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MTTP gene

microsomal triglyceride transfer protein

Normal Function

The MTTP gene provides instructions for making a protein called microsomal triglyceride transfer protein. This protein helps produce beta-lipoproteins, which are molecules that are made up of proteins (including one called apolipoprotein B), cholesterol, and particular types of fats called phospholipids and triglycerides.

Different types of beta-lipoproteins are made in the intestine and liver. In the intestine, beta-lipoproteins include chylomicrons, which are formed as food is digested after a meal to carry dietary fats and cholesterol from the intestine to the bloodstream. Chylomicrons are also necessary for the absorption of certain fat-soluble vitamins, such as vitamins E, A, and K. In the liver, beta-lipoproteins include low-density lipoproteins (LDL) and very low-density lipoproteins (VLDL). These lipoproteins transport fats, cholesterol, and fat-soluble vitamins in the bloodstream to tissues throughout the body. Sufficient levels of fats, cholesterol, and vitamins are necessary for normal growth, development, and maintenance of the body's cells and tissues.

Health Conditions Related to Genetic Changes


More than 60 mutations in the MTTP gene have been found to cause abetalipoproteinemia. This condition impairs the normal absorption of fats and fat-soluble vitamins from the diet and primarily affects the gastrointestinal system, eyes, nervous system, and blood.

Most MTTP gene mutations lead to the production of microsomal triglyceride transfer protein with reduced or absent function, preventing the formation of beta-lipoproteins. One particular mutation is common in affected individuals of Ashkenazi (eastern and central European) Jewish descent; this mutation replaces the protein building block (amino acid) glycine with a premature stop signal at position 865 (written as Gly865Ter or G865X) in the instructions used to make the microsomal triglyceride transfer protein. As a result of this change, an abnormally small, nonfunctional version of the protein is made. All MTTP gene mutations that cause abetalipoproteinemia impair beta-lipoprotein formation and result in a severe shortage of chylomicrons, LDLs, and VLDLs. A lack of these lipoproteins prevents dietary fats and fat-soluble vitamins from being absorbed from the diet and transported through the bloodstream to the body's tissues. These nutritional deficiencies lead to health problems in people with abetalipoproteinemia.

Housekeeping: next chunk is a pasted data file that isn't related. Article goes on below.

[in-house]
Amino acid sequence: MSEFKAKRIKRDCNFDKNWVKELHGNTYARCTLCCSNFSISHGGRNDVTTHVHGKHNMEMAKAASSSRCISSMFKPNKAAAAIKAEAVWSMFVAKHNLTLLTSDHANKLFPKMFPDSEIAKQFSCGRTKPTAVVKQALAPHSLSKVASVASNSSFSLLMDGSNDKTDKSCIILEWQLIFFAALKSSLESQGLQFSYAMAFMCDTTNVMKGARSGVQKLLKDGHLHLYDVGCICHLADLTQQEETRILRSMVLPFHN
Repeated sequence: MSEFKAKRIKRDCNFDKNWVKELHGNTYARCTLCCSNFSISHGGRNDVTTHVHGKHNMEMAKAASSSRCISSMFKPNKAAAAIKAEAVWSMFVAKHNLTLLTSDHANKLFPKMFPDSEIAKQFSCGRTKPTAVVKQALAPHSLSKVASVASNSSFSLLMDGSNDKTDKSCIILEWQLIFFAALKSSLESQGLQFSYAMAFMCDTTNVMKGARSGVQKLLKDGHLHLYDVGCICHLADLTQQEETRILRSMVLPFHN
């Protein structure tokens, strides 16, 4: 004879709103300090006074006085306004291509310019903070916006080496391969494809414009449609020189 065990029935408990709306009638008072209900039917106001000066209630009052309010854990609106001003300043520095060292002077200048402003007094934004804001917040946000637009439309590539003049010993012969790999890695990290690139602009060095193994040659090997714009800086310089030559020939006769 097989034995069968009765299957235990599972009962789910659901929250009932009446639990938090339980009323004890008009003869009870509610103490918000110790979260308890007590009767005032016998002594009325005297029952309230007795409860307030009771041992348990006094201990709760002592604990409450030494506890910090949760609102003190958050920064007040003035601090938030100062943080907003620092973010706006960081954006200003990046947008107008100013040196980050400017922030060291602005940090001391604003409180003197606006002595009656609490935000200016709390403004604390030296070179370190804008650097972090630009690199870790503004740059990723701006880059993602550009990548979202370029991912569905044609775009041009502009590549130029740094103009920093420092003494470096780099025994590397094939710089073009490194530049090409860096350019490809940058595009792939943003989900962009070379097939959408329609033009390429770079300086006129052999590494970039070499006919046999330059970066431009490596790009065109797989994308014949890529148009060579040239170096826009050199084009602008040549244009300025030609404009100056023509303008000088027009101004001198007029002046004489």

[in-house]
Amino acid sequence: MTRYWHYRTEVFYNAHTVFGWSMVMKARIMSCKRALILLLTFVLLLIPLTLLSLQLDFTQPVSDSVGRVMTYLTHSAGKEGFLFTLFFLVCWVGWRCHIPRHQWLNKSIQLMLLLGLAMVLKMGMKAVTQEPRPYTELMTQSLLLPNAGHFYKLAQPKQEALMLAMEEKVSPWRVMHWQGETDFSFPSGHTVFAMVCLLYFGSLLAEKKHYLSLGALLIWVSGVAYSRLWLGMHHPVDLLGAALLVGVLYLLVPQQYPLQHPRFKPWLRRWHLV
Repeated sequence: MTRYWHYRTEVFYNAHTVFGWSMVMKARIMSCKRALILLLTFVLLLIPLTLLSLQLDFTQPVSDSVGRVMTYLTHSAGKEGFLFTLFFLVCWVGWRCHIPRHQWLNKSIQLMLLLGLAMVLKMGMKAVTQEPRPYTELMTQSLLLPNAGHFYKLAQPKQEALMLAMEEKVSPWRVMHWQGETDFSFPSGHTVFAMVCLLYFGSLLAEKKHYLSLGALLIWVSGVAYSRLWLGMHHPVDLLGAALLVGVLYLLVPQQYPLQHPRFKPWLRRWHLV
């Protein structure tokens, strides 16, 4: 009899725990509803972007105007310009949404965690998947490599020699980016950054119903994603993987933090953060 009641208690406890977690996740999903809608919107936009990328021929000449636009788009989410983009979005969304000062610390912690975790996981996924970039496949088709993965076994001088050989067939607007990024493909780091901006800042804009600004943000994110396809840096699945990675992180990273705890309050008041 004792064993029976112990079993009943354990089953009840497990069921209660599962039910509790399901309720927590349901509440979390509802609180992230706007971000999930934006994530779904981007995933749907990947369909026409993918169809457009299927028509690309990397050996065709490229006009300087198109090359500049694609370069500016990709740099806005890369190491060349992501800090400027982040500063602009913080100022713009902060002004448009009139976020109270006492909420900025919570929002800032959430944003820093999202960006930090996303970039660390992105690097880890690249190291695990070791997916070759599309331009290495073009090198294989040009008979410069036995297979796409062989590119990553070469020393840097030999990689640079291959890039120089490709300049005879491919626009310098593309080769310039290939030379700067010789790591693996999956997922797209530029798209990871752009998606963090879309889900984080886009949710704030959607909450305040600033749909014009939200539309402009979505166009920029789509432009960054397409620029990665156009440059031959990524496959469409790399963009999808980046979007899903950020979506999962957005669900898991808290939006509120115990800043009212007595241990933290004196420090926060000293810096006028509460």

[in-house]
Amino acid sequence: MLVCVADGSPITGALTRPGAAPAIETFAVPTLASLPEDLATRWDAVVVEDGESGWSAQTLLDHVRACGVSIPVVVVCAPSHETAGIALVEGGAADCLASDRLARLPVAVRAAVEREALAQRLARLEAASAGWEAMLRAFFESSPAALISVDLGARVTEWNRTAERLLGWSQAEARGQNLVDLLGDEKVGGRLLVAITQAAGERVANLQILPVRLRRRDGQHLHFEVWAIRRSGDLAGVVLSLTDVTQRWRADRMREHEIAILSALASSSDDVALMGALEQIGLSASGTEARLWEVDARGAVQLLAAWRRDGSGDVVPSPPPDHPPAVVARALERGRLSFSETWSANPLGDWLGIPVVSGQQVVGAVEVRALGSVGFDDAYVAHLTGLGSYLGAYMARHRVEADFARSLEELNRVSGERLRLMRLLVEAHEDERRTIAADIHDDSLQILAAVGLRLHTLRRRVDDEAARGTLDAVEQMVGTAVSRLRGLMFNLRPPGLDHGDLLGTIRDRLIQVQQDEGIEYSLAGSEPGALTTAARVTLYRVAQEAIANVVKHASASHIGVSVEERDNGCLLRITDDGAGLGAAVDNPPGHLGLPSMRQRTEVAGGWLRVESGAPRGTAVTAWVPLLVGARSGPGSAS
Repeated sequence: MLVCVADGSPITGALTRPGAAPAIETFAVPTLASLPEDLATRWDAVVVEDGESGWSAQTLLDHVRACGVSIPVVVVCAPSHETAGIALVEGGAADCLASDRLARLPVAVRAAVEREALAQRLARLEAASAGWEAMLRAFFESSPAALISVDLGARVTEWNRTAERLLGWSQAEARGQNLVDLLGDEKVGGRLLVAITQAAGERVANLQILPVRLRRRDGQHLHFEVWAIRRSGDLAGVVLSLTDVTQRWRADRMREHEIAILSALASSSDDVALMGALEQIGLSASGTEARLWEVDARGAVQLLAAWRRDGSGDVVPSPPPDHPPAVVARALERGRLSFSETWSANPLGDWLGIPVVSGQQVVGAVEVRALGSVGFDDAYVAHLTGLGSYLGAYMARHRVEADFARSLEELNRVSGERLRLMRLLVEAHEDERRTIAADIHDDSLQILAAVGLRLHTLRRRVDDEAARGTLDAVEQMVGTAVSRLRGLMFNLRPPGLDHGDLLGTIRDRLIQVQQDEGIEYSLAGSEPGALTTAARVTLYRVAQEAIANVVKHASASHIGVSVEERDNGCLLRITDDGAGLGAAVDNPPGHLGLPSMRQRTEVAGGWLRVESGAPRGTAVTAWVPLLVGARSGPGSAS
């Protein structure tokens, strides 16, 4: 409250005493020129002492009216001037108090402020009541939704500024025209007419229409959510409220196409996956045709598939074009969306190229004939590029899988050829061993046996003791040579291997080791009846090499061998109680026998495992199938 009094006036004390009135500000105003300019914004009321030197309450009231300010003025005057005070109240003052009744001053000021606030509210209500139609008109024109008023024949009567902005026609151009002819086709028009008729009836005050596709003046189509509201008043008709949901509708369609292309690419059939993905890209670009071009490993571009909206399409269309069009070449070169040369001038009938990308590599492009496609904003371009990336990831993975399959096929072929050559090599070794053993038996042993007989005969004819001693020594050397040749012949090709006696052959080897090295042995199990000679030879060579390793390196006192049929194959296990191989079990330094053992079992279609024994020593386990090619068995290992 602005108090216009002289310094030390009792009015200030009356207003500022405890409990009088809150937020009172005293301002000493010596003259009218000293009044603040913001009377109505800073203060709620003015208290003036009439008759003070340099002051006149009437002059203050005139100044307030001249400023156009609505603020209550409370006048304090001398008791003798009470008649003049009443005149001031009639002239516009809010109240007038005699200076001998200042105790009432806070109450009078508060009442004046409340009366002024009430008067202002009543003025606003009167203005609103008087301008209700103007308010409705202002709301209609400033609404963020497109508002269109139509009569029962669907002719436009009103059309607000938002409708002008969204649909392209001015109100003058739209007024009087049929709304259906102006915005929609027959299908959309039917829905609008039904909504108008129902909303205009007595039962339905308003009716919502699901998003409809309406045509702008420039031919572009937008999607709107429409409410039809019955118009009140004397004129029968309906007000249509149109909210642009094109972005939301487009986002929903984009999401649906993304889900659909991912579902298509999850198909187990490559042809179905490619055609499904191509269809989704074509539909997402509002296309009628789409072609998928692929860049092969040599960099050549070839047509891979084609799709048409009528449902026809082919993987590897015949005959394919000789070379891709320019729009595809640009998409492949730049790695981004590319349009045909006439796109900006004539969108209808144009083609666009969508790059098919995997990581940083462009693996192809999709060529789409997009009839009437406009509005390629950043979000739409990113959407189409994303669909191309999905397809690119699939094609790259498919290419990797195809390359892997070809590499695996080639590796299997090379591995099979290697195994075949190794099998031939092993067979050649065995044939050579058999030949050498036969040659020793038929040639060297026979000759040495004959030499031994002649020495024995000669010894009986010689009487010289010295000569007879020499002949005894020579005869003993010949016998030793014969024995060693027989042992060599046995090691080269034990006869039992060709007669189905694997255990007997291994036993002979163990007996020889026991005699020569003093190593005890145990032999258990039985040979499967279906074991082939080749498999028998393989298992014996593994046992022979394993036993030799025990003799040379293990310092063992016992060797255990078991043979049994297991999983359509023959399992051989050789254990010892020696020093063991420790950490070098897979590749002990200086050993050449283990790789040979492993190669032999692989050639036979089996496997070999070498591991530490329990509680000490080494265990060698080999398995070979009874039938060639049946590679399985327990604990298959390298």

More About This Health Condition

Other Names for This Gene

  • ABL
  • microsomal TG transfer protein
  • microsomal triglyceride transfer protein (large polypeptide, 88kD)
  • microsomal triglyceride transfer protein large subunit
  • MTP
  • MTP triglyceride carrier

Additional Information & Resources

Tests Listed in the Genetic Testing Registry

Scientific Articles on PubMed

Catalog of Genes and Diseases from OMIM

Gene and Variant Databases


  • Benayoun L, Granot E, Rizel L, Allon-Shalev S, Behar DM, Ben-Yosef T. Abetalipoproteinemia in Israel: evidence for a founder mutation in the Ashkenazi Jewish population and a contiguous gene deletion in an Arab patient. Mol Genet Metab. 2007 Apr;90(4):453-7. doi: 10.1016/j.ymgme.2006.12.010. Epub 2007 Feb 1. Citation on PubMed
  • Gunduz M, Ozaydin E, Atar MB, Koc N, Kirsaclioglu C, Kose G, Cefalu AB, Averna M, Tarugi P. Microsomal triglyceride transfer protein gene mutations in Turkish children: A novel mutation and clinical follow up. Indian J Gastroenterol. 2016 May;35(3):236-41. doi: 10.1007/s12664-016-0654-z. Epub 2016 May 10. Citation on PubMed
  • Hooper AJ, van Bockxmeer FM, Burnett JR. Monogenic hypocholesterolaemic lipid disorders and apolipoprotein B metabolism. Crit Rev Clin Lab Sci. 2005;42(5-6):515-45. doi: 10.1080/10408360500295113. Citation on PubMed
  • Hussain MM, Iqbal J, Anwar K, Rava P, Dai K. Microsomal triglyceride transfer protein: a multifunctional protein. Front Biosci. 2003 May 1;8:s500-6. doi: 10.2741/1071. Citation on PubMed
  • Swift LL, Kakkad B, Boone C, Jovanovska A, Jerome WG, Mohler PJ, Ong DE. Microsomal triglyceride transfer protein expression in adipocytes: a new component in fat metabolism. FEBS Lett. 2005 Jun 6;579(14):3183-9. doi: 10.1016/j.febslet.2005.05.009. Citation on PubMed
  • Walsh MT, Di Leo E, Okur I, Tarugi P, Hussain MM. Structure-function analyses of microsomal triglyceride transfer protein missense mutations in abetalipoproteinemia and hypobetalipoproteinemia subjects. Biochim Biophys Acta. 2016 Nov;1861(11):1623-1633. doi: 10.1016/j.bbalip.2016.07.015. Epub 2016 Jul 31. Citation on PubMed
  • Walsh MT, Hussain MM. Targeting microsomal triglyceride transfer protein and lipoprotein assembly to treat homozygous familial hypercholesterolemia. Crit Rev Clin Lab Sci. 2017 Jan;54(1):26-48. doi: 10.1080/10408363.2016.1221883. Epub 2016 Oct 1. Citation on PubMed

The information on this site should not be used as a substitute for professional medical care or advice. Contact a health care provider if you have questions about your health.